case they persist to deny to do Justice to My Subjects,
I shall be forced to use such Means as lie in My Power
to deliver them from this unjust Persecution; which,
nevertheless, I will delay till such Time that I may
learn by your Answer, whether those of the Parliament will give Way for the Reparation of the Damages done to the said Merchants, wherein I desire you
to employ all your possible Endeavours; and in the
mean Time, I pray God may keep and protect you.
"Given at Paris, the 26 November, 1644.
The Inscription was,
"A Monsieur De Sabran,
& plus bas
Counsellor of My Council
of Estate, Resident in My
Service in England."
French King's Letter to Monsieur Sabran, about the Duke D'Espernon and Monsieur De La Salle's Business.
"Copy of another Letter from the King, to Monsieur
De Sabran, from the 10 of December, 1644.
"Monsieur De Sabran,
"Several Matters have been represented to Me by
My Uncle of Espernon, which conduce to the Enlargement and Liberty of the De La Salle, French Merchant residing at London, who became formerly his
Surety for the Sum of Eight Thousand Six Hundred
and Forty Pounds Sterling: But whereas all his Reasons are deduced according to the Memorial here inclosed, and you shall be informed herein at large concerning the Truth of this Business, I write to you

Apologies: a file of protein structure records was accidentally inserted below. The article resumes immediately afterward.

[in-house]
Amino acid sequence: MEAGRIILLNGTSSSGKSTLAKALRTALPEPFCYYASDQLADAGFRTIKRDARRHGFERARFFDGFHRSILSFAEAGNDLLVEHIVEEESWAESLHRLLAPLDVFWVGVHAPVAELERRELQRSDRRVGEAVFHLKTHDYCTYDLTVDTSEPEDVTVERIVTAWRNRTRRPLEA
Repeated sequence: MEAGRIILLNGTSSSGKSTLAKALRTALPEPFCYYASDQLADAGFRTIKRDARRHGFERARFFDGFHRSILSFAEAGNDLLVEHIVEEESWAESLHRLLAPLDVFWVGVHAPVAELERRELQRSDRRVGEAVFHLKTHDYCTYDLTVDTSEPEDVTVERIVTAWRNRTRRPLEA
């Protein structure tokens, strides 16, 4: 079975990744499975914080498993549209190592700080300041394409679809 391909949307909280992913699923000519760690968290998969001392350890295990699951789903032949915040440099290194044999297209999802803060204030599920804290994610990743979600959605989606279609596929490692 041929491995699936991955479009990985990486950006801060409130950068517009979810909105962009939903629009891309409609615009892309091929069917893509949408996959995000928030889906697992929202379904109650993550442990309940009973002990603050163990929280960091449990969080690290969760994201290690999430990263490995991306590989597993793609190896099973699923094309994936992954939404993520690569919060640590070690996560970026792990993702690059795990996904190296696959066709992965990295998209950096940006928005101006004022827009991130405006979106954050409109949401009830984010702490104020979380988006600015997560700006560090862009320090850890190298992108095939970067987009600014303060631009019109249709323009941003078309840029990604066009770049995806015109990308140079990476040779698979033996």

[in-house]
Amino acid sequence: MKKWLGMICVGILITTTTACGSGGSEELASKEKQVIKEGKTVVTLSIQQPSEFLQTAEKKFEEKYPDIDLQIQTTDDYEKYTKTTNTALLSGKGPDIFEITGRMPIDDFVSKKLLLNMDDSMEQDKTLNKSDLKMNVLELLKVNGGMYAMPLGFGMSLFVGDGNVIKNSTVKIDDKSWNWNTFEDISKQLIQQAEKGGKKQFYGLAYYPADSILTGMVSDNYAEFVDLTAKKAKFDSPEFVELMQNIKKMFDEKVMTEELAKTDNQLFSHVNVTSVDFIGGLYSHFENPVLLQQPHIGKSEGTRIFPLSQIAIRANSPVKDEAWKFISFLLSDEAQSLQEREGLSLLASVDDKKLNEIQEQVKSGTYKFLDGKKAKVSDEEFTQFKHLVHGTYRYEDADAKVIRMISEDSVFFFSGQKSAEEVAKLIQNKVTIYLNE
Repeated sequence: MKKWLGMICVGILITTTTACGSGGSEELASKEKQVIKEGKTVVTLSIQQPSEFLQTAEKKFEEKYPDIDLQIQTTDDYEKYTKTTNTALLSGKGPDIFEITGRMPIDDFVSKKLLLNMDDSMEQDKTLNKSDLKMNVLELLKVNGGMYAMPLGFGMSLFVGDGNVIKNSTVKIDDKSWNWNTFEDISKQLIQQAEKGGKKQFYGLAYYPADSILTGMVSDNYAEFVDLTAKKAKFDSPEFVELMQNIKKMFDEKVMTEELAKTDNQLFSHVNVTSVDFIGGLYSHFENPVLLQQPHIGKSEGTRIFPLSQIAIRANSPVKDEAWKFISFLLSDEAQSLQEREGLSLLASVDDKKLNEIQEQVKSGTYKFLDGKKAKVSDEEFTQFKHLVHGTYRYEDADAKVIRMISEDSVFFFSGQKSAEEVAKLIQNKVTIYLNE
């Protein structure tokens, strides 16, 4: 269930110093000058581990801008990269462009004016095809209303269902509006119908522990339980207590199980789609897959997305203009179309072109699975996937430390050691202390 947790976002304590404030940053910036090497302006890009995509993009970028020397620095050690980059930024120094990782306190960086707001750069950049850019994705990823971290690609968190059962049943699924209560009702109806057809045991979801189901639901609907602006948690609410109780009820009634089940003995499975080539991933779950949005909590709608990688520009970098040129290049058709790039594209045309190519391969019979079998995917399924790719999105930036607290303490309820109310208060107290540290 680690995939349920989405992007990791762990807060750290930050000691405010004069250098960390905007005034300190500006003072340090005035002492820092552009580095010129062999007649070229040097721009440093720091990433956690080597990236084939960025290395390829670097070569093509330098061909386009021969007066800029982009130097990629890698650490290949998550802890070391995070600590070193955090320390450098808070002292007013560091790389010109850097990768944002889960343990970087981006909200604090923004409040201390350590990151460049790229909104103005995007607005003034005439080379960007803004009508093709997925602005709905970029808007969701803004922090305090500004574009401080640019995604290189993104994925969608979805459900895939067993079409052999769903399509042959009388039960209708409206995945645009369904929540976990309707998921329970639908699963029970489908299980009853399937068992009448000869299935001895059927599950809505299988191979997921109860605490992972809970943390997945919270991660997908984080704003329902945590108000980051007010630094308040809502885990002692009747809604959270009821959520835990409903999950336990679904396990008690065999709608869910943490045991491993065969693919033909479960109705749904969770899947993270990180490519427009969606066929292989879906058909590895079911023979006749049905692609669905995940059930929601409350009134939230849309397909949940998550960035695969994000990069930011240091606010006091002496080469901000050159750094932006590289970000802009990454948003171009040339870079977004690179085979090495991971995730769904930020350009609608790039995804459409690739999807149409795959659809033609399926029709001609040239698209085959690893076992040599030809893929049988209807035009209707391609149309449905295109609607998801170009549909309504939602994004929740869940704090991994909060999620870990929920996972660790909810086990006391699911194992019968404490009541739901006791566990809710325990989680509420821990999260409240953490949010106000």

this Letter, by the Advice of the Queen Regent My
Lady Mother, to tell you, that, My said Uncle being a Person to whom I bear a singular Affection, I
will and desire you to negotiate as much in his Favour as shall lie in your Power, that the said Peter
De La Salle, his Surety, may be restored to his full
Liberty, and discharged from the Payment of the said
Sum of Eight Thousand Six Hundred and Forty
Pounds; wherein you shall omit no Care, Services,
and Instances; this present tending to no other Effect.
I pray God to keep and protect you.
"Given at Paris, the 10 of December, 1644.
Duke D'Espernon's Letter to Monsieur Sabran, about the same.
"Copy of the Duke of Espernon's Letter to Monsieur
De Sabran, from the 24th of December, 1644.
"If you were not already informed concerning the
Troubles I had in England, because of an English Ship
which was taken at Fountarabie, and the Vexation that
is befallen at this present to Monsieur De La Salle,
which hath engaged himself for me as a Surety, I
would entertain you with a long Discourse about it.
But being since you are sufficiently informed in the Business, I will content myself to entreat you, that you
would do all your Endeavours for the obtaining of
Mr. De La Salle's Releasement, and to effectuate so
much as shall lie in your Power the Good-will and Intentions His Majesty sheweth in Behalf of this Business, by the Letter He hath written to you to that
Purpose. You will lay a great Obligation upon me,
which shall never be forgotten; and will seek with all
Diligence and Care, all possible Means to acknowledge
it with Thankfulness. In the mean while, I beseech
you to believe me, that I am, Sir,
From Bordeaux, the 24
"Your most affectionate Servant,
"Le Duc D'Espernon.
"P. S. In case you cannot obtain the Liberty
for the said Mr. De La Salle, I beseech
you to take an Act of Refusal, and to do
me the Favour to send it to me."